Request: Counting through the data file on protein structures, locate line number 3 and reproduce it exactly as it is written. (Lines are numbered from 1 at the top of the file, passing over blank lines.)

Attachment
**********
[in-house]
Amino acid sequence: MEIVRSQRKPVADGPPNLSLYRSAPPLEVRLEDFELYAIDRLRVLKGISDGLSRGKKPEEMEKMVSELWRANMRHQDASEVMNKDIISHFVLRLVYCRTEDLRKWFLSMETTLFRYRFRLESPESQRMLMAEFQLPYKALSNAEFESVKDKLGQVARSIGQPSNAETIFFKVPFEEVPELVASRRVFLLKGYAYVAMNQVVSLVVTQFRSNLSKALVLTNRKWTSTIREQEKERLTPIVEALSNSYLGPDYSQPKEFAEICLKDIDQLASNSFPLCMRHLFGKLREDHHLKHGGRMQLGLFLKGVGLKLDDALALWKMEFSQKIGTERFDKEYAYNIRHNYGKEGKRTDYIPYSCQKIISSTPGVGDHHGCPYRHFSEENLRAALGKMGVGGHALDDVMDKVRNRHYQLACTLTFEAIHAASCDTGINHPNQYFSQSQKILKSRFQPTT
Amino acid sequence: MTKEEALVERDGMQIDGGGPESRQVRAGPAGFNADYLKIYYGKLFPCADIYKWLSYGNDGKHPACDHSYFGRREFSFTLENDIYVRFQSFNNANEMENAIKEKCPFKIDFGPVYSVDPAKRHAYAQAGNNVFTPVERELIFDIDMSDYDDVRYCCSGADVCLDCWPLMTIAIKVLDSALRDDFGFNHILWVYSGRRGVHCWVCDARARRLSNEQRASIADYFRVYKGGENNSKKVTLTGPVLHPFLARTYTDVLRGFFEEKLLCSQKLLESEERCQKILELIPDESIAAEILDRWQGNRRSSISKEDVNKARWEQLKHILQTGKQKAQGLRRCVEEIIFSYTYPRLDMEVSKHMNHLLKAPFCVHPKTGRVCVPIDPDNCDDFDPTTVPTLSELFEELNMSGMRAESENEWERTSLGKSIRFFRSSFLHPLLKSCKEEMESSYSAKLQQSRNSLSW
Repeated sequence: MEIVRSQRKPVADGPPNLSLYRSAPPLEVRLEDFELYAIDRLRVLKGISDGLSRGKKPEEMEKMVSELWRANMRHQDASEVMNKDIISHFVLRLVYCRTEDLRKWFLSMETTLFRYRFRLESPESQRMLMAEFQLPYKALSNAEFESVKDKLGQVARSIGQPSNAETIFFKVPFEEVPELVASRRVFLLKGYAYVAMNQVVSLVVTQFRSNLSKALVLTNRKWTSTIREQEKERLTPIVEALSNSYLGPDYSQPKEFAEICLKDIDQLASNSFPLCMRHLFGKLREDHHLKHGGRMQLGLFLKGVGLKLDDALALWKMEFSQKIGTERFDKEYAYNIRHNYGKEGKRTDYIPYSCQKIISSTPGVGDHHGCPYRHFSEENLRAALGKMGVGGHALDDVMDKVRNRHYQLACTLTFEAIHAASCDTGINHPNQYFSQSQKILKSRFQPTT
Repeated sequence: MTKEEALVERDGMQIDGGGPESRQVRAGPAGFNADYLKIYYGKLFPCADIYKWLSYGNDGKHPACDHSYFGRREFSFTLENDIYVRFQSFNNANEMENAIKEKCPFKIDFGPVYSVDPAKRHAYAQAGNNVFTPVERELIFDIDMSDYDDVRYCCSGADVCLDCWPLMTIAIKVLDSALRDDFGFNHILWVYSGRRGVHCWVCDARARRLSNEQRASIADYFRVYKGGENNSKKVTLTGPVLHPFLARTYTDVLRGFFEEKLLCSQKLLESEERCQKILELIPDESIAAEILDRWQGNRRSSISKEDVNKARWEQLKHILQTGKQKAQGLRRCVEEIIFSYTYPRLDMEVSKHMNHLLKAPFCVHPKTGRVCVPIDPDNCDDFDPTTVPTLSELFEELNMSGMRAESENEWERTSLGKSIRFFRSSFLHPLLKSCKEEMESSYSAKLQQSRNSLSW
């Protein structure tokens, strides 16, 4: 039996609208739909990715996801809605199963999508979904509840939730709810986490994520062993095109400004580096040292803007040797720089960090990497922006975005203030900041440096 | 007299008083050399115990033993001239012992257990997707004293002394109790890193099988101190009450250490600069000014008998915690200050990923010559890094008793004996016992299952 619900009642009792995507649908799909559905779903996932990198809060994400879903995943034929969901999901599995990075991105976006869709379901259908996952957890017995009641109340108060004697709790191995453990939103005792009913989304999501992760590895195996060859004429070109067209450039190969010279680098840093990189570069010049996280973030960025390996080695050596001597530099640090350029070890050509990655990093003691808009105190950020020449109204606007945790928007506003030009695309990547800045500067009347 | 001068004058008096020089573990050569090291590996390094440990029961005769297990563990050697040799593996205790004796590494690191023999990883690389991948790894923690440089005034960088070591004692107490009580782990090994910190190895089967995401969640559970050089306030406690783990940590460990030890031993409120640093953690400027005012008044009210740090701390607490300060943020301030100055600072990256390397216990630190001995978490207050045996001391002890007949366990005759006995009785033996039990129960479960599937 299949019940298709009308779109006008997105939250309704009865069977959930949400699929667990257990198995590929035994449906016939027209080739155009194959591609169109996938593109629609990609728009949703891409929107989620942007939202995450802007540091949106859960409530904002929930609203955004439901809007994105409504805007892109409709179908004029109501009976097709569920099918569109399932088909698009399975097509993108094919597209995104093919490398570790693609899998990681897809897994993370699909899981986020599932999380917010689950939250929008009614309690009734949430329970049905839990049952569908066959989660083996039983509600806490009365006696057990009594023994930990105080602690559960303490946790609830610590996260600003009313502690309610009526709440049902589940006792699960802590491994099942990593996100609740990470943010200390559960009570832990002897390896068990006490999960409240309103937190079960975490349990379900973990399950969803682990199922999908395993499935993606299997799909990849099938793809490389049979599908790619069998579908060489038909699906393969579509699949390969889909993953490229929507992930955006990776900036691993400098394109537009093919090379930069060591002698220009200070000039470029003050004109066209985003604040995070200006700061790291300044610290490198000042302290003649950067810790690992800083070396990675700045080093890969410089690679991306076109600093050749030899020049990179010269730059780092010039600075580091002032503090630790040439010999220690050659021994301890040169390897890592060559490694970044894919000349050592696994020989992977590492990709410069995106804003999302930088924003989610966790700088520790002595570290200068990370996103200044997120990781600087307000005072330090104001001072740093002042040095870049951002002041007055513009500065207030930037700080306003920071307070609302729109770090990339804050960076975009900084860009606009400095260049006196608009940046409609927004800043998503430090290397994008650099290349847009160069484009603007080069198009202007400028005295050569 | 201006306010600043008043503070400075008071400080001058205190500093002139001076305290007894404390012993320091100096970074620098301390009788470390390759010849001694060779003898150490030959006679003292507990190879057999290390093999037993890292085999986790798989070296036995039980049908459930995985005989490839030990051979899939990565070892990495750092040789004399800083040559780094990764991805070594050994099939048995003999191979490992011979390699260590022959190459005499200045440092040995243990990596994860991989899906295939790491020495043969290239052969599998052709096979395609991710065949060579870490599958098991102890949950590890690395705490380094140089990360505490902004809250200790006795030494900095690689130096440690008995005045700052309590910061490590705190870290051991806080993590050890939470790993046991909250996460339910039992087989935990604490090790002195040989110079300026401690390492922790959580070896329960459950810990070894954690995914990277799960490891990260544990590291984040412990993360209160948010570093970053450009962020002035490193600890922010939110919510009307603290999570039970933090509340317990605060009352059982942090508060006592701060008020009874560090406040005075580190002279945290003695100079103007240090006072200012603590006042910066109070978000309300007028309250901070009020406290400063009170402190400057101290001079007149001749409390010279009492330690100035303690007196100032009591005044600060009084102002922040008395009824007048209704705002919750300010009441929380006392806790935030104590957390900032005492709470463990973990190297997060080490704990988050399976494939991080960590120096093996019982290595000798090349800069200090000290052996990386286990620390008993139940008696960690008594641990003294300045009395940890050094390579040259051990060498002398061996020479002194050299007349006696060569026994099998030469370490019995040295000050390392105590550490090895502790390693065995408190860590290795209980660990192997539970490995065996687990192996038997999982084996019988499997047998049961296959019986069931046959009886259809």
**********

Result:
Amino acid sequence: MTKEEALVERDGMQIDGGGPESRQVRAGPAGFNADYLKIYYGKLFPCADIYKWLSYGNDGKHPACDHSYFGRREFSFTLENDIYVRFQSFNNANEMENAIKEKCPFKIDFGPVYSVDPAKRHAYAQAGNNVFTPVERELIFDIDMSDYDDVRYCCSGADVCLDCWPLMTIAIKVLDSALRDDFGFNHILWVYSGRRGVHCWVCDARARRLSNEQRASIADYFRVYKGGENNSKKVTLTGPVLHPFLARTYTDVLRGFFEEKLLCSQKLLESEERCQKILELIPDESIAAEILDRWQGNRRSSISKEDVNKARWEQLKHILQTGKQKAQGLRRCVEEIIFSYTYPRLDMEVSKHMNHLLKAPFCVHPKTGRVCVPIDPDNCDDFDPTTVPTLSELFEELNMSGMRAESENEWERTSLGKSIRFFRSSFLHPLLKSCKEEMESSYSAKLQQSRNSLSW